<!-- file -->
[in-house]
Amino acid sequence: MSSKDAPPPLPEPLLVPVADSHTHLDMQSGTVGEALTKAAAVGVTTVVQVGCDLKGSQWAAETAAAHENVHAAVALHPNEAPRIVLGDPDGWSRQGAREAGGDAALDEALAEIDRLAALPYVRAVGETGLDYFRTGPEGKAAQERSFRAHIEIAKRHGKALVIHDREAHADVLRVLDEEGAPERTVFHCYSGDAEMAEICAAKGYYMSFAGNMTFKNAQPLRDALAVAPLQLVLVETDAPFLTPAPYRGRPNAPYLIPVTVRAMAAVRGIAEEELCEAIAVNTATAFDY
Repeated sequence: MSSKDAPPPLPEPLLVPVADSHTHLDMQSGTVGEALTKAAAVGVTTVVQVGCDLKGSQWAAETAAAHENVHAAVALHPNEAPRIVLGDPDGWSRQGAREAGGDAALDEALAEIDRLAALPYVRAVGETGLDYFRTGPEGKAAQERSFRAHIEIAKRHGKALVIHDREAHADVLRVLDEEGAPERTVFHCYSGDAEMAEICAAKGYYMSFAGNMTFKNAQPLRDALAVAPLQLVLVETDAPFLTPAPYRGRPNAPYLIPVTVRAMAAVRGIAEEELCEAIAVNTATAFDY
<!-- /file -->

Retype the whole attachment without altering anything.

[in-house]
Amino acid sequence: MSSKDAPPPLPEPLLVPVADSHTHLDMQSGTVGEALTKAAAVGVTTVVQVGCDLKGSQWAAETAAAHENVHAAVALHPNEAPRIVLGDPDGWSRQGAREAGGDAALDEALAEIDRLAALPYVRAVGETGLDYFRTGPEGKAAQERSFRAHIEIAKRHGKALVIHDREAHADVLRVLDEEGAPERTVFHCYSGDAEMAEICAAKGYYMSFAGNMTFKNAQPLRDALAVAPLQLVLVETDAPFLTPAPYRGRPNAPYLIPVTVRAMAAVRGIAEEELCEAIAVNTATAFDY
Repeated sequence: MSSKDAPPPLPEPLLVPVADSHTHLDMQSGTVGEALTKAAAVGVTTVVQVGCDLKGSQWAAETAAAHENVHAAVALHPNEAPRIVLGDPDGWSRQGAREAGGDAALDEALAEIDRLAALPYVRAVGETGLDYFRTGPEGKAAQERSFRAHIEIAKRHGKALVIHDREAHADVLRVLDEEGAPERTVFHCYSGDAEMAEICAAKGYYMSFAGNMTFKNAQPLRDALAVAPLQLVLVETDAPFLTPAPYRGRPNAPYLIPVTVRAMAAVRGIAEEELCEAIAVNTATAFDY